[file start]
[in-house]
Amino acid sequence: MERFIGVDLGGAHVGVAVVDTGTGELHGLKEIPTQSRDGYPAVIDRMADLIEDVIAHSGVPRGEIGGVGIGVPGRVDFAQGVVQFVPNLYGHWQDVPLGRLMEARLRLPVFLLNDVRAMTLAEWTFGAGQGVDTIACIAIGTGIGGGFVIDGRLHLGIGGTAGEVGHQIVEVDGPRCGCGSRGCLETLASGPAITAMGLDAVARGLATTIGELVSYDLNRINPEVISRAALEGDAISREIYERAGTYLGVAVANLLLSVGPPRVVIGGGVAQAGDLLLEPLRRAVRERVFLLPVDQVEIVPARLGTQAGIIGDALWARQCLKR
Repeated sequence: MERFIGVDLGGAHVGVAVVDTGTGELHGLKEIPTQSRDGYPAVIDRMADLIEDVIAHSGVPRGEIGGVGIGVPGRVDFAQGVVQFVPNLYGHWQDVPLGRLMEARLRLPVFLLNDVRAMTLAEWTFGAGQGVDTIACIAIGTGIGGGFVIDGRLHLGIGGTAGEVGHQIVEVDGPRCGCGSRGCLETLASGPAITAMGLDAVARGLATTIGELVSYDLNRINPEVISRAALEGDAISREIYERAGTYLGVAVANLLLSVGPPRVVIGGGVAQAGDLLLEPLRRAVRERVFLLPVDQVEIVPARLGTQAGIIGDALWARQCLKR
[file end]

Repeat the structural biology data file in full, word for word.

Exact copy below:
[in-house]
Amino acid sequence: MERFIGVDLGGAHVGVAVVDTGTGELHGLKEIPTQSRDGYPAVIDRMADLIEDVIAHSGVPRGEIGGVGIGVPGRVDFAQGVVQFVPNLYGHWQDVPLGRLMEARLRLPVFLLNDVRAMTLAEWTFGAGQGVDTIACIAIGTGIGGGFVIDGRLHLGIGGTAGEVGHQIVEVDGPRCGCGSRGCLETLASGPAITAMGLDAVARGLATTIGELVSYDLNRINPEVISRAALEGDAISREIYERAGTYLGVAVANLLLSVGPPRVVIGGGVAQAGDLLLEPLRRAVRERVFLLPVDQVEIVPARLGTQAGIIGDALWARQCLKR
Repeated sequence: MERFIGVDLGGAHVGVAVVDTGTGELHGLKEIPTQSRDGYPAVIDRMADLIEDVIAHSGVPRGEIGGVGIGVPGRVDFAQGVVQFVPNLYGHWQDVPLGRLMEARLRLPVFLLNDVRAMTLAEWTFGAGQGVDTIACIAIGTGIGGGFVIDGRLHLGIGGTAGEVGHQIVEVDGPRCGCGSRGCLETLASGPAITAMGLDAVARGLATTIGELVSYDLNRINPEVISRAALEGDAISREIYERAGTYLGVAVANLLLSVGPPRVVIGGGVAQAGDLLLEPLRRAVRERVFLLPVDQVEIVPARLGTQAGIIGDALWARQCLKR